Putin’s Terrifying Warmongering

On March 8th, some 15,000 women and children lined the roads of Crimea, and Kherson Province to its north, in protest against Russian President Valdimir Putin’s invasion of Ukraine. The Crimean Tatar and Ukrainian women didn’t come out in force just because it happened to be International Women’s Day. They were also responding to Putin’s threat to implicate them and their children in further acts of war against Ukraine.

Putin had put the women—and the world—on alert at his March 4th press conference, where he declared that he was “not worried” by the prospect of war with Ukraine and that, were he to decide to attack, he intended to use women and children as a shield for Russian troops.

Here’s how the official Kremlin website translated Putin’s terrifying exchange with a Russian-speaking woman journalist:

QUESTION: […] Are you concerned that a war could break out?

VLADIMIR PUTIN: I am not concerned, because we do not plan and we will not fight with the Ukrainian people.

QUESTION: But there are Ukrainian troops, there is the Ukrainian army.

VLADIMIR PUTIN: Listen carefully. I want you to understand me clearly: if we make that decision, it will only be to protect Ukrainian citizens. And let’s see those troops try to shoot their own people, with us behind them—not in the front, but behind. Let them just try to shoot at women and children! I would like to see those who would give that order in Ukraine.

The translation of the first question doesn’t do justice to Putin’s alarming views. Here’s a more literal translation that retains the structure of the original Russian:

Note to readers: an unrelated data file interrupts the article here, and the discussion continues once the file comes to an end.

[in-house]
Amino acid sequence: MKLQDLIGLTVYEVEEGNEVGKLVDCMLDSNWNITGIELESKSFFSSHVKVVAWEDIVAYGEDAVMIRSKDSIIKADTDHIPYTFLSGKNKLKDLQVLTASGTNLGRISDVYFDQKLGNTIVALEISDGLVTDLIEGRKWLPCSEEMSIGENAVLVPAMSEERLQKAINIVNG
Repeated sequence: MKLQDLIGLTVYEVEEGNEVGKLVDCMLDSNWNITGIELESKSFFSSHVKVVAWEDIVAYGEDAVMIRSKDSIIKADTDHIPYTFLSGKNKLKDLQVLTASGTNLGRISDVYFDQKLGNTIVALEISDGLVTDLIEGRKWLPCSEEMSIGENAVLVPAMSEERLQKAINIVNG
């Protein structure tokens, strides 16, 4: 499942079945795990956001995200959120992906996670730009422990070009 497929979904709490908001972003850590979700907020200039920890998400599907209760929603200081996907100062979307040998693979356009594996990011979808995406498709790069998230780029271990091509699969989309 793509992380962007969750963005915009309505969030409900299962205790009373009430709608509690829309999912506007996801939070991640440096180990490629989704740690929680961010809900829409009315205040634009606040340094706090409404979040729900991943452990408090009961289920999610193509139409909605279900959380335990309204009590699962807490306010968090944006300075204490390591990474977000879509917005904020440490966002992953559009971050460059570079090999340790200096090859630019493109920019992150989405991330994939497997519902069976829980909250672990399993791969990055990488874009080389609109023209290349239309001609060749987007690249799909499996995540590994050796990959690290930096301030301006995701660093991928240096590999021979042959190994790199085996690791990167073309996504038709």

QUESTION: […] That war could begin, that does not worry you?

V. PUTIN: That [i.e., that war could begin] does not worry me, because we do not intend and will not fight with the Ukrainian people.

Putin did not say, as the official translation suggests, that he is “not concerned” by war. The word “concern” connotes a general indifference. Instead, he used the Russian word “besspokoit,” which is more accurately translated as “worried” or “perturbed.” When the journalist asked, “that doesn’t worry you?” the “that” in her question referred to the clause “that war could begin.” Putin, in his response, therefore said “[that war could begin] does not worry me.”

The qualifier that immediately follows that statement only made things worse: “because we do not plan and we will not fight with the Ukrainian people.”

As Putin knows, wars are not fought between an army on the one hand and a civilian population on the other. Wars are fought between armies. Whether or not Putin plans to “fight with the Ukrainian people” is therefore completely irrelevant to whether or not he plans to launch a war against Ukraine and its armed forces. The journalist caught him in that contradiction and promptly said: “But there are Ukrainian troops, there is the Ukrainian army.”

At that point, Putin made things still worse. Watch the video clip. He bears down on the journalist, raises the forefinger of his right hand, and proceeds to lecture her.